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Gold Hits $500/oz!
Pirates all over the world today broke out in spontaneous song as the price of gold reached US$500 per troy ounce, a level not seen since 1983.
Citgo's Gift of Oil
Citgo is planning to distribute heating oil to some low-income Massachusetts residents "at 40 percent below market prices":
Venezuela's anti-capitalist president, Hugo Chavez, is doing this as a publicity stunt to score points against the Bush administration.
It pains me to disagree with Captain Capitalism on this — we captains have to stick together! — but Chavez's offer doesn't bother me at all. In fact, I think it's great, and I hope all the other states whose governments are propped up by nationalized mineral extraction industries would follow Venezuela's lead.
First, some people in Massachusetts will have cheaper heating oil. This is obviously good for them. They can heat more and/or spend their extra money on other things.
Second, the Venezuelan government is marginally poorer. It should go without saying that making a communist government poorer is a good thing. It leaves that government with fewer resources to wield against its subjects and hastens its eventual collapse.
What about the Venezuelan people? Aren't they harmed by this, because their government will have less to spend on them? Only if you believe that spending by the Venezuelan government is beneficial to them (rather than harmful to them) in the first place. Besides, it's their responsibility to reign in their President, not mine. Chavez is apparently a popular guy.
When a communist offers you a subsidy, you say "yes". It helps you and hurts him. It's really that simple. (When the subsidy is coming from your own government, instead of someone else's, it's not as cut-and-dry.)
Skip Oliva comments on Rep. Delahunt, who negotiated the deal with Chavez.
Car MP3 Player Tips
After owning my new car for almost a month, excitement finally overcame laziness and I decided to create some MP3 CDs so I could enjoy my (small) music collection in my car.
I learned a few things along the way, so heed these tips.
Step one was to curse myself for originally ripping my music collection in Windows Media format instead of MP3. My car has an MP3 player, not a WMA player. I had chosen the "wrong" format originally because Windows Media offered a lossless quality level, and I didn't care about storage space because it was all going on my hard disk.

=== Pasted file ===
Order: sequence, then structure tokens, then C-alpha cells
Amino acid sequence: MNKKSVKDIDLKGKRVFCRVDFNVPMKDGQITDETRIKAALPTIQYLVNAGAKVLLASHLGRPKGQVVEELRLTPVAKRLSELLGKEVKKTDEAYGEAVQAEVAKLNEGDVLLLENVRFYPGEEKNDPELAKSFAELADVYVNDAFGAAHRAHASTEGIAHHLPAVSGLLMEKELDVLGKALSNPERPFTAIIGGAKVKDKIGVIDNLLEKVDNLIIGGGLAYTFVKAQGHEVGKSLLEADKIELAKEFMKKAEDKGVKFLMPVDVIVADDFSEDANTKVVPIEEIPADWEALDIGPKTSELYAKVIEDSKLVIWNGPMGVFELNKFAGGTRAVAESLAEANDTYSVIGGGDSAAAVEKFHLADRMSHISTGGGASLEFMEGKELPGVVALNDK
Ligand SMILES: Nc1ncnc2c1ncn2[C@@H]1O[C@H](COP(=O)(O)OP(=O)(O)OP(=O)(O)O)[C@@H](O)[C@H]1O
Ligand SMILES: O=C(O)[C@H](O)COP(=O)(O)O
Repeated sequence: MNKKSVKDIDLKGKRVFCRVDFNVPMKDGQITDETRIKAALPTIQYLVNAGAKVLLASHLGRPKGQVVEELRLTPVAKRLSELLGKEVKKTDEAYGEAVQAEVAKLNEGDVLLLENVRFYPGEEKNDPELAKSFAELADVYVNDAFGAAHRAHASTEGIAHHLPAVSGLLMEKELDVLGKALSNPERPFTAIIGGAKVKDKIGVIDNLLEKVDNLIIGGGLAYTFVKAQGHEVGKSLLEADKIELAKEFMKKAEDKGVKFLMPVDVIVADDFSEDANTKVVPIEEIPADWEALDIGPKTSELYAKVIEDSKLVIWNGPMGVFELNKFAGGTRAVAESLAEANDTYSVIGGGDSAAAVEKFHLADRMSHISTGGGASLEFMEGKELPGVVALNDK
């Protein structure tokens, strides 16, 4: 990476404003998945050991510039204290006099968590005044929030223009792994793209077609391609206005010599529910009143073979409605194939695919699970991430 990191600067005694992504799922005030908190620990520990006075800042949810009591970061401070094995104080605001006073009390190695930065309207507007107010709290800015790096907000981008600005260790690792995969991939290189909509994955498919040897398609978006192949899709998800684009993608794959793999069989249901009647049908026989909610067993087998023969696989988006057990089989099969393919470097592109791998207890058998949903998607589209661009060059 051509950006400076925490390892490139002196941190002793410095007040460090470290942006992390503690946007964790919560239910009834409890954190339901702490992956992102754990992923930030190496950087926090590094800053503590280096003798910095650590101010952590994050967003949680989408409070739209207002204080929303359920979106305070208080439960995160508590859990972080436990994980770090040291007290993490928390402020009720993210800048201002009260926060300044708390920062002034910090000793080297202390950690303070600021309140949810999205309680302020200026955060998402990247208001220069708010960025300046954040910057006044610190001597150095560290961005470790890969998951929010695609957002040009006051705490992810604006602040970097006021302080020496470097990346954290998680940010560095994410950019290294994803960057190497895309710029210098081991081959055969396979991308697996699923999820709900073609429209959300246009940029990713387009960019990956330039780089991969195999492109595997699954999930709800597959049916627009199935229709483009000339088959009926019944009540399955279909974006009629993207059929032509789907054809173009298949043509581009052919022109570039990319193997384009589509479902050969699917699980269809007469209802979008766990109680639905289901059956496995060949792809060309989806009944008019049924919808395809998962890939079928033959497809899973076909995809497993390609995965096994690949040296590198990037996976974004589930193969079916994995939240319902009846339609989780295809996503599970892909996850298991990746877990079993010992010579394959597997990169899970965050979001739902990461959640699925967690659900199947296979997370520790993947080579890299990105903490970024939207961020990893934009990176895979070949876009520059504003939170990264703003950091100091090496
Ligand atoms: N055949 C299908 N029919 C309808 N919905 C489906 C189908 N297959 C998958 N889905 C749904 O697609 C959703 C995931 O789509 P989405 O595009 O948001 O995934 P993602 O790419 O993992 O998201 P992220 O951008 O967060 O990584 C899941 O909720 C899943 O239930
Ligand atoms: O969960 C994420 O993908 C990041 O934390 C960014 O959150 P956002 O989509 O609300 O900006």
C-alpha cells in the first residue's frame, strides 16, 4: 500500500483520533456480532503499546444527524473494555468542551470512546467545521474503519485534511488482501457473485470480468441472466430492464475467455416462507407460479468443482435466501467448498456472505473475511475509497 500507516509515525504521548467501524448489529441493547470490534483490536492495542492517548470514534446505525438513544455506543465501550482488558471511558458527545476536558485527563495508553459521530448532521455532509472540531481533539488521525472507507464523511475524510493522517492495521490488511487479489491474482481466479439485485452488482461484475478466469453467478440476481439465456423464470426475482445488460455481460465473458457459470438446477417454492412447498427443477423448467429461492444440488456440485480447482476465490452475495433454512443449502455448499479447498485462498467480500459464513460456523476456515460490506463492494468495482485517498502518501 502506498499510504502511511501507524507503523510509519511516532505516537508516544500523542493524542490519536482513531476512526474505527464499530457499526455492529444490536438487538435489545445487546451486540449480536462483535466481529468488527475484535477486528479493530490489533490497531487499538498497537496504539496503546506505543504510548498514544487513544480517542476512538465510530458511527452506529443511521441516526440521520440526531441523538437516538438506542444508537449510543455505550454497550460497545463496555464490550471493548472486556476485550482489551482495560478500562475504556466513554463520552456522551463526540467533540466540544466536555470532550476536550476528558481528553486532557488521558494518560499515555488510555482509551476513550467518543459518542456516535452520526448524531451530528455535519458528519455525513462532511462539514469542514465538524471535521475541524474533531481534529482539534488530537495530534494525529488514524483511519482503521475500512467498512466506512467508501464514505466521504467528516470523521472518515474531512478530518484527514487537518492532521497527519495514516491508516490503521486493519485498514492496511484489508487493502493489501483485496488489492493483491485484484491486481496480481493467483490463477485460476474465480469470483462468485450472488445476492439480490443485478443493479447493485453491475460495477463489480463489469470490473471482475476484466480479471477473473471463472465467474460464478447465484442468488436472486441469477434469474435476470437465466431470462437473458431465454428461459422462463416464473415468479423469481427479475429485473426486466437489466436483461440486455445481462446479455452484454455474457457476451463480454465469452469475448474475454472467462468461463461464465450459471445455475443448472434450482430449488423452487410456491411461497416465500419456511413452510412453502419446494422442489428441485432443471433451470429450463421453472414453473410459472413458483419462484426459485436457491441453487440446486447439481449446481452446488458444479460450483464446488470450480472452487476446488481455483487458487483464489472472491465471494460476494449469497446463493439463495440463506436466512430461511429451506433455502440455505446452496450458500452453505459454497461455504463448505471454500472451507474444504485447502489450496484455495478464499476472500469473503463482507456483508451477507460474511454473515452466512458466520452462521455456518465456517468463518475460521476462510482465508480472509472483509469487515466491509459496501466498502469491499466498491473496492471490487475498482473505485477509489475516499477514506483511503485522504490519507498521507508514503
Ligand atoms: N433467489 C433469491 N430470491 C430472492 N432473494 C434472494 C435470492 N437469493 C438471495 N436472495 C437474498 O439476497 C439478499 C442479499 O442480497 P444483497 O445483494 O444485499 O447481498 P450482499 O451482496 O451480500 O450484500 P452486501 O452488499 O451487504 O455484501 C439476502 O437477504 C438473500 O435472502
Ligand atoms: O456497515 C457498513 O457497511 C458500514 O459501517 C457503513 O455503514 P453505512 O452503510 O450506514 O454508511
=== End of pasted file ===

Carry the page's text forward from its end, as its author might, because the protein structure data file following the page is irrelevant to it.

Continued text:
I started by re-ripping all my Metallica (9 discs) at the highest quality supported by Windows Media Player (320Kbps). I burned the resulting files onto a pair of CD-RWs with Windows Explorer and took them to my car for a test listen.
Bad results. When I loaded the first CD, the car wasn't able to read it at all. After about 30 seconds of trying, it gave up. I switched to the second CD and that one mysteriously worked. I started listening to a few tracks and noticed a lot of pops and digital artifacts. The quality was very poor; there would typically be a noticeable error every 30 seconds or so.
I put the first CD back in, and to my surprise this time it was able to read the disc. But not the whole disc. The first CD held 5 albums, but the car only saw 3 albums. When I listened to a few tracks, I heard problems similar to the other disc.
I tested the discs on a PC, and they were fine. (No surprise, the drive that wrote them should be able to read them.) This told me that my issue was more serious than just a bad recording session, because the correct data actually is on the discs — but the car couldn't read it.
Four potential problems came to mind.
(1) Perhaps the car's MP3 player didn't support the MP3 bitrate I used. I'd have to re-rip the original CDs at a lower quality level. I wasn't excited about this. (2) Perhaps the car's MP3 player was very media-sensitive. Many ordinary CD players have trouble with CD-RW discs but work much better with CD-R discs. I was even less excited about this, because I don't own any CD-R media and would have to buy some. (3) Perhaps media sensitivity was being exacerbated by using a disc that previously had data on it. Both discs had been previously full of data. (4) I wrote the discs with Windows Explorer, but I don't fully trust it.